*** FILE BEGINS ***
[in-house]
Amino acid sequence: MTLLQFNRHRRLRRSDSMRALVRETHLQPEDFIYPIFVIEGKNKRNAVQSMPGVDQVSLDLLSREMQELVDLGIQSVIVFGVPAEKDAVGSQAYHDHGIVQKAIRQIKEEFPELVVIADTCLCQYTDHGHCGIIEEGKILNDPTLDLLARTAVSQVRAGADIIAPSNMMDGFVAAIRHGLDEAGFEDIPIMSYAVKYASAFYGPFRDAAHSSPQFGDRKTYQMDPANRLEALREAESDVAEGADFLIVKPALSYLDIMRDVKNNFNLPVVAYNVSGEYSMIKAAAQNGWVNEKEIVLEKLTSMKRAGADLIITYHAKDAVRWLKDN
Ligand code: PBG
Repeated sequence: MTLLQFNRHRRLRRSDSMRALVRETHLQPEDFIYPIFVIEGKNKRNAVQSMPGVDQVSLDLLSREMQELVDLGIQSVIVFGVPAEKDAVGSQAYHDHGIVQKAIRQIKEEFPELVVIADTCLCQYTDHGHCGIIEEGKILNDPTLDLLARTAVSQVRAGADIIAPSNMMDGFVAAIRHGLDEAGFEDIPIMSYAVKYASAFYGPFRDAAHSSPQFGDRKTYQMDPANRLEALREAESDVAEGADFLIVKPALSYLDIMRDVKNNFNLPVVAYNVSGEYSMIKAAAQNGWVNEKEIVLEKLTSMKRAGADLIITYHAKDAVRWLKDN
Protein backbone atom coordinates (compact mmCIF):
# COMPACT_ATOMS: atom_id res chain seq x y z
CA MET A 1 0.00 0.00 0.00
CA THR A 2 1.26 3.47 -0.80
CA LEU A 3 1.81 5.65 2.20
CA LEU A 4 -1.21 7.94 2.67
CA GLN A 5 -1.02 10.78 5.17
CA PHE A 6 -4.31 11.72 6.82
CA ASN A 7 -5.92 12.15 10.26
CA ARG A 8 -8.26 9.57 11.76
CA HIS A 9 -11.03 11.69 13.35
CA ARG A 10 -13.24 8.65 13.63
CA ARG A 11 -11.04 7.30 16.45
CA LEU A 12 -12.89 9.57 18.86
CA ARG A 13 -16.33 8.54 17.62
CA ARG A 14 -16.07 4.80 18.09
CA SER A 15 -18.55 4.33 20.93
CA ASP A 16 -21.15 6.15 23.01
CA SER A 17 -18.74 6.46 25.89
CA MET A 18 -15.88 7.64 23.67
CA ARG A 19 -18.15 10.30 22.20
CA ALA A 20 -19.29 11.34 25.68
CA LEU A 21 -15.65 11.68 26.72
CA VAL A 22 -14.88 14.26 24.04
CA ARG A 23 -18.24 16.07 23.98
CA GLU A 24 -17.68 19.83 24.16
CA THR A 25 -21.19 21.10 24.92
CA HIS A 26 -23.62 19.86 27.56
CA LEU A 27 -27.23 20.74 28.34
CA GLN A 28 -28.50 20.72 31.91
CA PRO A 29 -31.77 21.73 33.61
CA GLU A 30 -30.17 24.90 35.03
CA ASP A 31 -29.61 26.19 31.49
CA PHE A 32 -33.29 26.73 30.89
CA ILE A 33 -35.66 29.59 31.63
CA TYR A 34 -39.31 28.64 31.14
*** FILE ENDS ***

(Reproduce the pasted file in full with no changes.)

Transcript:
[in-house]
Amino acid sequence: MTLLQFNRHRRLRRSDSMRALVRETHLQPEDFIYPIFVIEGKNKRNAVQSMPGVDQVSLDLLSREMQELVDLGIQSVIVFGVPAEKDAVGSQAYHDHGIVQKAIRQIKEEFPELVVIADTCLCQYTDHGHCGIIEEGKILNDPTLDLLARTAVSQVRAGADIIAPSNMMDGFVAAIRHGLDEAGFEDIPIMSYAVKYASAFYGPFRDAAHSSPQFGDRKTYQMDPANRLEALREAESDVAEGADFLIVKPALSYLDIMRDVKNNFNLPVVAYNVSGEYSMIKAAAQNGWVNEKEIVLEKLTSMKRAGADLIITYHAKDAVRWLKDN
Ligand code: PBG
Repeated sequence: MTLLQFNRHRRLRRSDSMRALVRETHLQPEDFIYPIFVIEGKNKRNAVQSMPGVDQVSLDLLSREMQELVDLGIQSVIVFGVPAEKDAVGSQAYHDHGIVQKAIRQIKEEFPELVVIADTCLCQYTDHGHCGIIEEGKILNDPTLDLLARTAVSQVRAGADIIAPSNMMDGFVAAIRHGLDEAGFEDIPIMSYAVKYASAFYGPFRDAAHSSPQFGDRKTYQMDPANRLEALREAESDVAEGADFLIVKPALSYLDIMRDVKNNFNLPVVAYNVSGEYSMIKAAAQNGWVNEKEIVLEKLTSMKRAGADLIITYHAKDAVRWLKDN
Protein backbone atom coordinates (compact mmCIF):
# COMPACT_ATOMS: atom_id res chain seq x y z
CA MET A 1 0.00 0.00 0.00
CA THR A 2 1.26 3.47 -0.80
CA LEU A 3 1.81 5.65 2.20
CA LEU A 4 -1.21 7.94 2.67
CA GLN A 5 -1.02 10.78 5.17
CA PHE A 6 -4.31 11.72 6.82
CA ASN A 7 -5.92 12.15 10.26
CA ARG A 8 -8.26 9.57 11.76
CA HIS A 9 -11.03 11.69 13.35
CA ARG A 10 -13.24 8.65 13.63
CA ARG A 11 -11.04 7.30 16.45
CA LEU A 12 -12.89 9.57 18.86
CA ARG A 13 -16.33 8.54 17.62
CA ARG A 14 -16.07 4.80 18.09
CA SER A 15 -18.55 4.33 20.93
CA ASP A 16 -21.15 6.15 23.01
CA SER A 17 -18.74 6.46 25.89
CA MET A 18 -15.88 7.64 23.67
CA ARG A 19 -18.15 10.30 22.20
CA ALA A 20 -19.29 11.34 25.68
CA LEU A 21 -15.65 11.68 26.72
CA VAL A 22 -14.88 14.26 24.04
CA ARG A 23 -18.24 16.07 23.98
CA GLU A 24 -17.68 19.83 24.16
CA THR A 25 -21.19 21.10 24.92
CA HIS A 26 -23.62 19.86 27.56
CA LEU A 27 -27.23 20.74 28.34
CA GLN A 28 -28.50 20.72 31.91
CA PRO A 29 -31.77 21.73 33.61
CA GLU A 30 -30.17 24.90 35.03
CA ASP A 31 -29.61 26.19 31.49
CA PHE A 32 -33.29 26.73 30.89
CA ILE A 33 -35.66 29.59 31.63
CA TYR A 34 -39.31 28.64 31.14